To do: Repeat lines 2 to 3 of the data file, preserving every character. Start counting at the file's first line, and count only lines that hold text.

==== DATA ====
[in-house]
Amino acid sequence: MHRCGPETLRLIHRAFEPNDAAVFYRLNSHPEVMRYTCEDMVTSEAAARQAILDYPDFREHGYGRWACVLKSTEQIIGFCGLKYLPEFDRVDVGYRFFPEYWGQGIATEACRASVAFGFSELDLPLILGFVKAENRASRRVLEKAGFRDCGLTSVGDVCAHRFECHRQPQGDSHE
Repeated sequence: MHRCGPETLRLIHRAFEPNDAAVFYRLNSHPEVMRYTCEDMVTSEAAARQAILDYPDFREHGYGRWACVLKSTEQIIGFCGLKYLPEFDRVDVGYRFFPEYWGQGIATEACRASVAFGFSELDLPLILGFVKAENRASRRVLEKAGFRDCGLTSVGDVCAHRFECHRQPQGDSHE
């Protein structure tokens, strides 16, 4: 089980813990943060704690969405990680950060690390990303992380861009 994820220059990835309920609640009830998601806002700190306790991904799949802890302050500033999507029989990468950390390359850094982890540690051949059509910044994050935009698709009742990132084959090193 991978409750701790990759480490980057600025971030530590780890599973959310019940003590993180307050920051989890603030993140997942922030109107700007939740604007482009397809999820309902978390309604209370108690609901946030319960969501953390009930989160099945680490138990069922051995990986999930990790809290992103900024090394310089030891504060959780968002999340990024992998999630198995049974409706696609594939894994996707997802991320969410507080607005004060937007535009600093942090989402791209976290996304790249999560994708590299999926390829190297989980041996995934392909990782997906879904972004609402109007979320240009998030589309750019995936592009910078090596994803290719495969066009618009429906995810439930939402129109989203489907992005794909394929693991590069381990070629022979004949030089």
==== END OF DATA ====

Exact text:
Amino acid sequence: MHRCGPETLRLIHRAFEPNDAAVFYRLNSHPEVMRYTCEDMVTSEAAARQAILDYPDFREHGYGRWACVLKSTEQIIGFCGLKYLPEFDRVDVGYRFFPEYWGQGIATEACRASVAFGFSELDLPLILGFVKAENRASRRVLEKAGFRDCGLTSVGDVCAHRFECHRQPQGDSHE
Repeated sequence: MHRCGPETLRLIHRAFEPNDAAVFYRLNSHPEVMRYTCEDMVTSEAAARQAILDYPDFREHGYGRWACVLKSTEQIIGFCGLKYLPEFDRVDVGYRFFPEYWGQGIATEACRASVAFGFSELDLPLILGFVKAENRASRRVLEKAGFRDCGLTSVGDVCAHRFECHRQPQGDSHE